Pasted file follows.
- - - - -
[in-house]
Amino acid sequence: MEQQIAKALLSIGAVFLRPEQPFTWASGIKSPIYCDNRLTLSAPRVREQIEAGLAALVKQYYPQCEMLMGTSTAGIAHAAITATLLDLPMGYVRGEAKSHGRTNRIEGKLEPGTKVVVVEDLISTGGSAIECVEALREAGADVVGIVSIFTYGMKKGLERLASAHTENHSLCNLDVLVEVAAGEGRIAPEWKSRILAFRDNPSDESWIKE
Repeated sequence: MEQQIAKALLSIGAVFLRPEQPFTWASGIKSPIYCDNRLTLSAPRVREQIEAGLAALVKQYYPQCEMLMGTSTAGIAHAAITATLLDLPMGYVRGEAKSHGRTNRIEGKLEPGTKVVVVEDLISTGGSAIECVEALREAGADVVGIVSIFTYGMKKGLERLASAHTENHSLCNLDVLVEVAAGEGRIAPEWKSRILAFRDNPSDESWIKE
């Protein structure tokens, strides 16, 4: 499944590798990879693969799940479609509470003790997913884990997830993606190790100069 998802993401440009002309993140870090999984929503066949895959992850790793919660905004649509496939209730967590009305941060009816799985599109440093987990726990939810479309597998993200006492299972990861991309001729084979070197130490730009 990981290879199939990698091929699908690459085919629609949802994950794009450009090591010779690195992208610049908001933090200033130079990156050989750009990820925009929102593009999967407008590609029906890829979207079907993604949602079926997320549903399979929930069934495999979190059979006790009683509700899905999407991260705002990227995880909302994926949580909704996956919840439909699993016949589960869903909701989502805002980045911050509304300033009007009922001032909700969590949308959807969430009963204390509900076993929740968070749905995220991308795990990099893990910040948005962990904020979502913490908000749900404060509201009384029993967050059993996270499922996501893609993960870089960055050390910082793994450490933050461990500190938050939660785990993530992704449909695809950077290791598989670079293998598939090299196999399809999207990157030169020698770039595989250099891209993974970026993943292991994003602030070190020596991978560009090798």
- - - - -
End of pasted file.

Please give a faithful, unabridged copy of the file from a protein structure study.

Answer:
[in-house]
Amino acid sequence: MEQQIAKALLSIGAVFLRPEQPFTWASGIKSPIYCDNRLTLSAPRVREQIEAGLAALVKQYYPQCEMLMGTSTAGIAHAAITATLLDLPMGYVRGEAKSHGRTNRIEGKLEPGTKVVVVEDLISTGGSAIECVEALREAGADVVGIVSIFTYGMKKGLERLASAHTENHSLCNLDVLVEVAAGEGRIAPEWKSRILAFRDNPSDESWIKE
Repeated sequence: MEQQIAKALLSIGAVFLRPEQPFTWASGIKSPIYCDNRLTLSAPRVREQIEAGLAALVKQYYPQCEMLMGTSTAGIAHAAITATLLDLPMGYVRGEAKSHGRTNRIEGKLEPGTKVVVVEDLISTGGSAIECVEALREAGADVVGIVSIFTYGMKKGLERLASAHTENHSLCNLDVLVEVAAGEGRIAPEWKSRILAFRDNPSDESWIKE
């Protein structure tokens, strides 16, 4: 499944590798990879693969799940479609509470003790997913884990997830993606190790100069 998802993401440009002309993140870090999984929503066949895959992850790793919660905004649509496939209730967590009305941060009816799985599109440093987990726990939810479309597998993200006492299972990861991309001729084979070197130490730009 990981290879199939990698091929699908690459085919629609949802994950794009450009090591010779690195992208610049908001933090200033130079990156050989750009990820925009929102593009999967407008590609029906890829979207079907993604949602079926997320549903399979929930069934495999979190059979006790009683509700899905999407991260705002990227995880909302994926949580909704996956919840439909699993016949589960869903909701989502805002980045911050509304300033009007009922001032909700969590949308959807969430009963204390509900076993929740968070749905995220991308795990990099893990910040948005962990904020979502913490908000749900404060509201009384029993967050059993996270499922996501893609993960870089960055050390910082793994450490933050461990500190938050939660785990993530992704449909695809950077290791598989670079293998598939090299196999399809999207990157030169020698770039595989250099891209993974970026993943292991994003602030070190020596991978560009090798």